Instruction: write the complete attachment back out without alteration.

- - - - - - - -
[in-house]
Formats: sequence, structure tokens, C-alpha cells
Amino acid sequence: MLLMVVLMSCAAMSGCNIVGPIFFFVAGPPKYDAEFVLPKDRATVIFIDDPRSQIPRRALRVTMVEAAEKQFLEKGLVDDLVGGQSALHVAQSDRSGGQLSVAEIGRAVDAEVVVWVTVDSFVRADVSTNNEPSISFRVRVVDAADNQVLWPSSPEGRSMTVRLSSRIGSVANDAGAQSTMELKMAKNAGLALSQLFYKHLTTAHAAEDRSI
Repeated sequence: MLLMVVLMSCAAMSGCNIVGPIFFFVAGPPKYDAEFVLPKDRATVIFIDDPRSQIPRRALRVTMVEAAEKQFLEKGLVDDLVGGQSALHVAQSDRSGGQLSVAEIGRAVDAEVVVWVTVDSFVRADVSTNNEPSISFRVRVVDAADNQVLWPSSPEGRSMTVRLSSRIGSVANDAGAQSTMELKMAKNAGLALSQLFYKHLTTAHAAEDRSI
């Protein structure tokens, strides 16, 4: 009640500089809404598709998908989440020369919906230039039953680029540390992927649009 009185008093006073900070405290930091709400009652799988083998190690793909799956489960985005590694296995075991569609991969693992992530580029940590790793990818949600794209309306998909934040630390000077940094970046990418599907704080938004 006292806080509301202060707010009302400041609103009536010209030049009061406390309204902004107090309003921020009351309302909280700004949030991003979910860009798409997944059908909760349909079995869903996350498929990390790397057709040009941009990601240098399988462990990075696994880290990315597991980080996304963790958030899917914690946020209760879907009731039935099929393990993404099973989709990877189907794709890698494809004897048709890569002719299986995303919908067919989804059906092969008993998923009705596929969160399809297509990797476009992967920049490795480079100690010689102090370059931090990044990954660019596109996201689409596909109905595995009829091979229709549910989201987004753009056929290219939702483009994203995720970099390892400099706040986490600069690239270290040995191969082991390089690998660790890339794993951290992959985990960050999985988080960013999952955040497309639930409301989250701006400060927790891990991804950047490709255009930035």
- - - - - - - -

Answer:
[in-house]
Formats: sequence, structure tokens, C-alpha cells
Amino acid sequence: MLLMVVLMSCAAMSGCNIVGPIFFFVAGPPKYDAEFVLPKDRATVIFIDDPRSQIPRRALRVTMVEAAEKQFLEKGLVDDLVGGQSALHVAQSDRSGGQLSVAEIGRAVDAEVVVWVTVDSFVRADVSTNNEPSISFRVRVVDAADNQVLWPSSPEGRSMTVRLSSRIGSVANDAGAQSTMELKMAKNAGLALSQLFYKHLTTAHAAEDRSI
Repeated sequence: MLLMVVLMSCAAMSGCNIVGPIFFFVAGPPKYDAEFVLPKDRATVIFIDDPRSQIPRRALRVTMVEAAEKQFLEKGLVDDLVGGQSALHVAQSDRSGGQLSVAEIGRAVDAEVVVWVTVDSFVRADVSTNNEPSISFRVRVVDAADNQVLWPSSPEGRSMTVRLSSRIGSVANDAGAQSTMELKMAKNAGLALSQLFYKHLTTAHAAEDRSI
């Protein structure tokens, strides 16, 4: 009640500089809404598709998908989440020369919906230039039953680029540390992927649009 009185008093006073900070405290930091709400009652799988083998190690793909799956489960985005590694296995075991569609991969693992992530580029940590790793990818949600794209309306998909934040630390000077940094970046990418599907704080938004 006292806080509301202060707010009302400041609103009536010209030049009061406390309204902004107090309003921020009351309302909280700004949030991003979910860009798409997944059908909760349909079995869903996350498929990390790397057709040009941009990601240098399988462990990075696994880290990315597991980080996304963790958030899917914690946020209760879907009731039935099929393990993404099973989709990877189907794709890698494809004897048709890569002719299986995303919908067919989804059906092969008993998923009705596929969160399809297509990797476009992967920049490795480079100690010689102090370059931090990044990954660019596109996201689409596909109905595995009829091979229709549910989201987004753009056929290219939702483009994203995720970099390892400099706040986490600069690239270290040995191969082991390089690998660790890339794993951290992959985990960050999985988080960013999952955040497309639930409301989250701006400060927790891990991804950047490709255009930035």